Straight from the Source
The Vassar mantra, “Go to the Source” has been part of the College’s culture since Professor of History Lucy Maynard Salmon coined it in the 1890s. Professor of Earth Science Jill Schneiderman took the adage to a new level this spring, traveling with a group of her students to “sources” more than 3,000 miles from the campus. During Spring Break, students enrolled in Earth Science and Science Technology and Society 323, “History of Geological Thought,” visited several venues in the United Kingdom to gain insights into how the science of geology began.
Among the highlights of the field trip, the students stood atop Siccar Point, a promontory on the Scottish coast that is widely acknowledged to be the birthplace of modern geology. It was there in 1778 that Scottish Enlightenment thinker and “gentleman farmer” James Hutton famously concluded that the juxtaposition of two rock formations, the top one horizontal and the underlying one tilted upward, represented time missing from the rock record—in this case, more than 60 million years. Despite being adjacent to one another, the steeply dipping rocks at the bottom of the sequence formed roughly 435 million years ago in an ancient ocean, whereas the horizontal ones were deposited 375 million years ago on land. Termed an “unconformity,” the junction between the rock units gave us “deep time” and pulled thinking about Earth history away from biblical chronologies. As John Playfair, who accompanied Hutton to Siccar Point, wrote:
[There] We felt necessarily carried back to a time when the schistus on which we stood was yet at the bottom of the sea, and when the sandstone before us was only beginning to be deposited, in the shape of sand or mud, from the waters of the supercontinent ocean… The mind seemed to grow giddy by looking so far back into the abyss of time.
At the Geological Society of London, the oldest national geological society in the world, green velvet curtains opened to reveal to Schneiderman and her students the first geological map (1815) to display layers of rock based on the fossils they contained. Having read Simon Winchester’s The Map that Changed the World about William “Strata” Smith and his efforts to map the British Isles, they found themselves transfixed by the beauty and scientific detail of this graphic art printed from engraved copper and colored by hand. And they roamed Lyme Regis on the rocky Dorset coast, where amateur geologist Mary Anning made numerous groundbreaking discoveries by finding and interpreting fossils, including the winged dinosaurs (pterosaurs) that had lived there 66 million to 228 million years ago.
The students prepared for the trip during the first half of the semester by reading about the people and the places they would explore. Together, they wrote a field guide to enhance their understanding of the sites they would visit. But Schneiderman said the course was designed to help her students enhance their learning by literally “going to the source.”
“We didn’t just learn geology,” Schneiderman said. “The trip was quintessentially that of a liberal arts college. We visited James Hutton’s grave, viewed an Andy Goldsworthy sculptural tribute to Hutton at the National Museum of Scotland, and gazed upon the portrait of Hutton at the National Portrait Gallery in Edinburgh—the portrait that appears in every geology textbook that one might encounter. And we learned a bit of women’s history by considering the struggles of Mary Anning, a working-class fossil collector whose finds were frequently attributed to men of the privileged classes of the Geological Society and who faced almost insurmountable difficulties in being accepted by the scientific community.”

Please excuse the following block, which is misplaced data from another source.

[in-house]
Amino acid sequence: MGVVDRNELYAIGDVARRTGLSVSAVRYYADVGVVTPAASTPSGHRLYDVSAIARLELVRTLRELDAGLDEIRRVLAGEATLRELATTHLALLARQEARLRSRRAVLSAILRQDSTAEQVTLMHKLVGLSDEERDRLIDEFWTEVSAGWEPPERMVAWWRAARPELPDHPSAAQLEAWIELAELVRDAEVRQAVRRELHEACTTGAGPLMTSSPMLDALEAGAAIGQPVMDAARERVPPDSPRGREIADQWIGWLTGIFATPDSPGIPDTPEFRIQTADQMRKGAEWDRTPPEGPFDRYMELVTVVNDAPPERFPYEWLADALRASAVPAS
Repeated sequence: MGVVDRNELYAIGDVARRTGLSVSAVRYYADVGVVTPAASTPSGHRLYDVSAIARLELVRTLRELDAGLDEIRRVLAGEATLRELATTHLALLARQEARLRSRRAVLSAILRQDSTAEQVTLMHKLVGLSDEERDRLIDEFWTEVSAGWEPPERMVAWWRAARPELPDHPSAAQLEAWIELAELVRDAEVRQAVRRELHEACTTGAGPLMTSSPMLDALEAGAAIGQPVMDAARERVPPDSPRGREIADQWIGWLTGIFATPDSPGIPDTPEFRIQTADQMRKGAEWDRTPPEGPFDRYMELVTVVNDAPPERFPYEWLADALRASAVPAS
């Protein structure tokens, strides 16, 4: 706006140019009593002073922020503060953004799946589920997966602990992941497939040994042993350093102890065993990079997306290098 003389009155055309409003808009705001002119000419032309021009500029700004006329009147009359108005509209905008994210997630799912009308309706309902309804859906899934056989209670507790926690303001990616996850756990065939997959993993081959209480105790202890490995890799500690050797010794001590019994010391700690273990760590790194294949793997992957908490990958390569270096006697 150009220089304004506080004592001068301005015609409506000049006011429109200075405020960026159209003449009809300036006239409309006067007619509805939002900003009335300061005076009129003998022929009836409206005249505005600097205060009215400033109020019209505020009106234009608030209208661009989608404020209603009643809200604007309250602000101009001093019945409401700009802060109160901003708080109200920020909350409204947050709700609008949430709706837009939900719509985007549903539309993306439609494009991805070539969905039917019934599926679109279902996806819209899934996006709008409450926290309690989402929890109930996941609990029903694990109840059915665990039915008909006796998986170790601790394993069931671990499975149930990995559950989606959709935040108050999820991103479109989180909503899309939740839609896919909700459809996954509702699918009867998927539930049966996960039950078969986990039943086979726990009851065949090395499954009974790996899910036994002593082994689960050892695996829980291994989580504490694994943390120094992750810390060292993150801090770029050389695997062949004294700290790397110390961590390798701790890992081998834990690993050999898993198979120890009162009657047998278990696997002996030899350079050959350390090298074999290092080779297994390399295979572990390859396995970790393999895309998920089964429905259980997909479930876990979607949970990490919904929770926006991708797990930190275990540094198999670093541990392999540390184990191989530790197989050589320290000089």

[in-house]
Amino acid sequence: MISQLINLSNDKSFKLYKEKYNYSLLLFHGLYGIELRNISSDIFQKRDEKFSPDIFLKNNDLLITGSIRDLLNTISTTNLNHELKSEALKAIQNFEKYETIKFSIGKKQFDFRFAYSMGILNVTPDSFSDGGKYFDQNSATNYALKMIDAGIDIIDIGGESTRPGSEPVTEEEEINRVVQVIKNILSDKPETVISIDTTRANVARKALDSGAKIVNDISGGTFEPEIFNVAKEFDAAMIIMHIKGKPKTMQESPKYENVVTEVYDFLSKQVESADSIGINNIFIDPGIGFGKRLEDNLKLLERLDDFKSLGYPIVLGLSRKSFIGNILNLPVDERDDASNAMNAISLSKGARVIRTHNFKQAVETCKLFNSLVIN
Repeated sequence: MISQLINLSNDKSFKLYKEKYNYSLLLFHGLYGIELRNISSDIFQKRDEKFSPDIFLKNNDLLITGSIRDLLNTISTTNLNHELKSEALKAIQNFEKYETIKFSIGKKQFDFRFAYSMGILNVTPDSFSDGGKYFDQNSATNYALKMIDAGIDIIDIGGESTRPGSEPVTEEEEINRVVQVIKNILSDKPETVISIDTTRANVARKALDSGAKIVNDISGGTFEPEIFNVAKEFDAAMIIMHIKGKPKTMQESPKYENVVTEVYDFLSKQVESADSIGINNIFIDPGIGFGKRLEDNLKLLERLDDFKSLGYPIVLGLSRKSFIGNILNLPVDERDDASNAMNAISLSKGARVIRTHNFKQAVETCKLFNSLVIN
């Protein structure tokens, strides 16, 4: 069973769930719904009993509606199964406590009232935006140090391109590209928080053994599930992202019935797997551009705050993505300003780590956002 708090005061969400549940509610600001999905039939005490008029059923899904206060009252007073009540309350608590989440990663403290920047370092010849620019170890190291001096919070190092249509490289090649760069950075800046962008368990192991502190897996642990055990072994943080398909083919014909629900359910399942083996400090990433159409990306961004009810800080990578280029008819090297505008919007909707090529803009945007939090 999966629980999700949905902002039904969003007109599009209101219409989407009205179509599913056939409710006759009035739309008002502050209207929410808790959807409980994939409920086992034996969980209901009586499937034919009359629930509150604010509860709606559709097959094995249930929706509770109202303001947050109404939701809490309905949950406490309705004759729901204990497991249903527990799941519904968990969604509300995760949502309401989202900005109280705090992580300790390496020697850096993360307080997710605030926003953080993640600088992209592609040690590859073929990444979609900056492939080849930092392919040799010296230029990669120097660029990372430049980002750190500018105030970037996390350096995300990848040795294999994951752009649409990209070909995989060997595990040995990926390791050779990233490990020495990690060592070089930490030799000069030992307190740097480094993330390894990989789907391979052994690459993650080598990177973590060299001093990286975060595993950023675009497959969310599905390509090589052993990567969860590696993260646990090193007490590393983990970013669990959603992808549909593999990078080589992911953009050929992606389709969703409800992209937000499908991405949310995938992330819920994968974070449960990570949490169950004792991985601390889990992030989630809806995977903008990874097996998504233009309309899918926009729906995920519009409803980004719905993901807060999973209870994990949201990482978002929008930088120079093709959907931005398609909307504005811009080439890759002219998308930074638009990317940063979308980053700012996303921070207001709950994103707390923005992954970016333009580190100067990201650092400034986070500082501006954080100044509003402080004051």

Carter Mucha ’23, an Earth Science major from Boston, said the trip had added a new layer to her understanding of science. “This course has shown me that science is a living part of the culture,” Mucha said. “It has demonstrated how important it is to learn about the history of the subjects you’re studying, not just the scientific material itself. It helps you contextualize what you’re learning.
“You look at the outcropping (at Siccar Point), and you realize the work it took for someone to figure out what it meant, and you gain an appreciation for the work and for the discovery,” she continued. “That’s not something you can replicate just by learning in a classroom.”
Mucha used her very own first-ever rock hammer gifted to her by her aunt to chisel rocks at Lyme Regis and discover fossils on the coastline where Mary Anning had done the same thing. “It was a wonderful way for us to dip our toes into history,” she said.
Tiara Paul ’22, a Science, Technology, and Society major from the Bronx, said the course had afforded her the opportunity to study science in a new way. “STS is about how society is shaped by science and technology, but this course enabled me to view it from a historical perspective in a way I hadn’t done before,” Paul said.
She said she was especially interested in learning about the challenges Mary Anning had faced being accepted in the scientific community. “She was discredited because she didn’t have the same credentials of many of the men, but she had more knowledge than most of them,” Paul said. “That was illuminating and the kind of thing we talk about in STS all the time.”
Lilly Tipton ’22, an Earth Science major from New Haven, CT, said she had been looking forward to taking the course since she first learned about it from Schneiderman two years ago. “Because of the pandemic, we haven’t been able to gain as much field experience as I would have liked,” Tipton said, “so this course gave me the chance to experience that on a grand scale.”
Tipton said she planned to pursue an advanced degree in geology, “and I’ll definitely take this experience with me, learning not just about the ideas but where the ideas came from.”